2.1 Internal audit team function on internal audit outcome
With regard to the previous mentions, this study attempts to examine the effects of internal audit team function on internal audit team outcome and reflect to operational effectiveness in Thai listed companies. In aspect of internal audit team function, team is defined as a team that is a collection of individuals who are interdependent in their tasks, who share responsibility for outcomes, who see themselves and who are seen by others as an intact social entity embedded in one or more larger social systems (for example, business unit or the corporate), and who manage their relationships across organizational boundaries (Sundstrom, DeMeuse and Futrell, 1990; Guzzo and Dickson, 1996). By this definition, internal audit team, empowered teams, quality improvement teams, and team effectiveness. In the end, to clearly understand the internal audit team function is exploited and utilized to explain and describe accounting phenomena. Then, the component of internal audit team function that we define in this study has five dimensions: shared knowledge, project participative, planning integrative, interpersonal communication and teamwork commitment.
Internal auditing is a process that examines and evaluates the functioning of an organization (Eden & Moriah, 1996) and compares actual performance against standards or expectations, based on relevant indices, to improve the organization's achievements (Golberson & Globerson, 1990). Internal audit team comprises a comprehensive plan and methods aimed at helping the management team to enhance organizational control (Scott, Mannion, Davies, & Marshall, 2003). Internal audit team outcome is characterized by three important features: risk reduction, economics of resources and governance. In complex organizations there is a need to increase members' motivation by showing that the goal of the audit is to improve the efficiency and effectiveness of the organization (Eden & Moriah, 1996). Thus, the research model in this study presents the internal audit team function, internal audit team outcomes, and operational effectiveness relationship are shown in Figure 1.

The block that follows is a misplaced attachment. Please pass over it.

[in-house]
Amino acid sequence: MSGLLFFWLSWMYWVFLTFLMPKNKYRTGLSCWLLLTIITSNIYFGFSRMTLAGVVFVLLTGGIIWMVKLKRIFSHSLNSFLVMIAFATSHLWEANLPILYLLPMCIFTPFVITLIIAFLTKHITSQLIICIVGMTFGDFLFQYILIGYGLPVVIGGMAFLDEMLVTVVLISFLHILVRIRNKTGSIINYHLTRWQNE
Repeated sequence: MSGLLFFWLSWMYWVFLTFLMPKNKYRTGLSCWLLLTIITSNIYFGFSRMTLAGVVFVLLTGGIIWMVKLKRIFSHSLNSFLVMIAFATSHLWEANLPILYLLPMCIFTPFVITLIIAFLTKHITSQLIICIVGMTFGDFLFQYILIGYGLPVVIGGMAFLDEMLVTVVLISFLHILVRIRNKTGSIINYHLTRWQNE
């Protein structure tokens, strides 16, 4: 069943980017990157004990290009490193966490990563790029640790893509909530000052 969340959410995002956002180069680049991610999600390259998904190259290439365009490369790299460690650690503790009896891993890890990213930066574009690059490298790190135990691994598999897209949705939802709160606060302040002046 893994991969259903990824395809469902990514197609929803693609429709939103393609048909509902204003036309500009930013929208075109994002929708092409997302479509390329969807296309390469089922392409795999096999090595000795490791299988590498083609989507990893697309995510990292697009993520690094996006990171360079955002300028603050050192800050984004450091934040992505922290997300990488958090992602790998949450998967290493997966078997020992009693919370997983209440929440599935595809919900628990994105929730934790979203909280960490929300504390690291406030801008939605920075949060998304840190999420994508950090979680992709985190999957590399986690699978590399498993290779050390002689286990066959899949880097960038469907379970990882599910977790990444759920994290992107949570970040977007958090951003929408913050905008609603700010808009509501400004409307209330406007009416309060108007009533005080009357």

[FIGURE 1 OMITTED]
2.2 Joint Intention Theory and SharedPlans Theory
Teamwork has been the focus of a great deal of research in distributed artificial intelligence field. Joint intention theory and SharedPlans theory are two widely accepted formalisms for teamwork. Joint intentions can be viewed as a joint commitment to perform a collective action to achieve a certain joint goal. Joint intention theory is significant because it not only offers a framework for studying numerous teamwork issues, but also provides a guide for implementing multiagent systems.
The SharedPlans formalism is originated from the mental state model of plans of Pollack (1990). Grosz and Kraus (1998) formalized the concepts of individual plans and shared plans, and explored how a shared plan for a team action evolves to a final complete that recipe for the team action.
2.3 Hypothesis Development
The value-added auditing approach actually represents a total paradigm shift. Instead of viewing auditors as policeman and auditing as punitive and after the fact, it stresses collaborative team effort, participatory problem solving, and proactive improvement rather then reactive corrections (Wallace, 2005). Team-based auditing is preferred on high-risk audit as well as for all audit work. So, internal audit team function also requires operational effectiveness, process auditing, proper auditors' skills and team-based audits. The members in the internal audit team have an expert knowledge to share the auditing. The organization of audit project is, of course, the preliminary stage of audits that members must to be participative. In order to achieve the audit goals, interpersonal communication and teamwork commitment is the critical stages in audit team-based too. Adams (1999) claimed that audits are the core of an effective quality assurance program and inadequate resources (i.e. using single auditor) for such internal audit team function are the utilization of the quality assurance in auditing.
2.3.1 Shared knowledge is defined as the extent to which knowledge is shared by different user that is about internal audit of standardizing the knowledge (communities of practice). (Kwan & Balasubramanian, 2003).
Team audits can provide team access to the broader specialized knowledge content of its individual members, and also identify those areas where critical specialized knowledge is absent. Furthermore, given acceptance of the common goal for improving internal control in risk reduction, benefits achieved through understanding to use resources in optimal and synergy...
Effects of internal audit team on operational effectiveness of Thai listed companies.